How much has a common person’s position changed due to economic growth? According to some analysts, the finding says nil or close to nil. Strangely, poverty does not end for the rest of us while our politicians’ poverty ends in a calculated period of five years. Once the Congress party had utilised the slogan ‘Garibi Hatao‘, its conclusion stood plainly before us.
Economic growth, inflation and rains are not detachable for noticeable reasons. They grip the cycle of the economy. If rains remain hopelessly scant, inflation is sure to go up in the absence of crop’s lesser production. Then, how can we think of economic growth? When there is an 8% monsoon rainfall deficit in the country, the government needs to be thinking about solving the issue of rural income. Rains, of course, impact the future sowing and harvesting seasons, having its formidable pressure directly on the consumer prices, ultimately wringing the agriculture sector.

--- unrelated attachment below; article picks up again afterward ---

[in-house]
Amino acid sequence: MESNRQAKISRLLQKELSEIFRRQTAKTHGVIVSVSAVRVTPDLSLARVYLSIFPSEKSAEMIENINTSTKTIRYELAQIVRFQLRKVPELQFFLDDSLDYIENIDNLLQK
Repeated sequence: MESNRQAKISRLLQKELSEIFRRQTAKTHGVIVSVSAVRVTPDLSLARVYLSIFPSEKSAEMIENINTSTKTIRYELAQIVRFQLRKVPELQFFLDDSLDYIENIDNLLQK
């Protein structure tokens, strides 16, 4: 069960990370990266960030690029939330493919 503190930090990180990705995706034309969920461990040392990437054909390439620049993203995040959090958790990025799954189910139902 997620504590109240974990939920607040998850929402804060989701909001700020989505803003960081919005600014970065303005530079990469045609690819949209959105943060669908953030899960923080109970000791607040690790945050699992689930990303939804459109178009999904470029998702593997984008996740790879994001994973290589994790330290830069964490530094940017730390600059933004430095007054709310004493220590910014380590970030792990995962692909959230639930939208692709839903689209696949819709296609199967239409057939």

Bumper crops can contain inflationary trends. Low cotton harvests may not find any value in checking the price rise. India’s medium-term growth has slowed down to around 6.5% after an initial rebound. Relief packages such as rations and cash transfers in bank accounts can only relieve the rural population to a certain extent.
Inflation wrecked above the Reserve Bank of India’s (RBI) 2%-6% target range in May and June this year before slipping back, while it retained its lower-for-longer position for the economy’s recovery from the adverse effects of a pandemic.
Although the RBI sees inflation at 5.7% in the 2021-22 financial year, yet, it considers the current rise in inflation temporary. It slowly moves toward normalisation for securing a growth outlook. It has also been assessing elevated inflation in its policy stance, but does it look enough to accelerate normalisation? Ask the fiscal gazers who add that priority should be given to whether the uncertainty around the growth forecast has scattered or not, because inflation has been boosting since the past 18 months.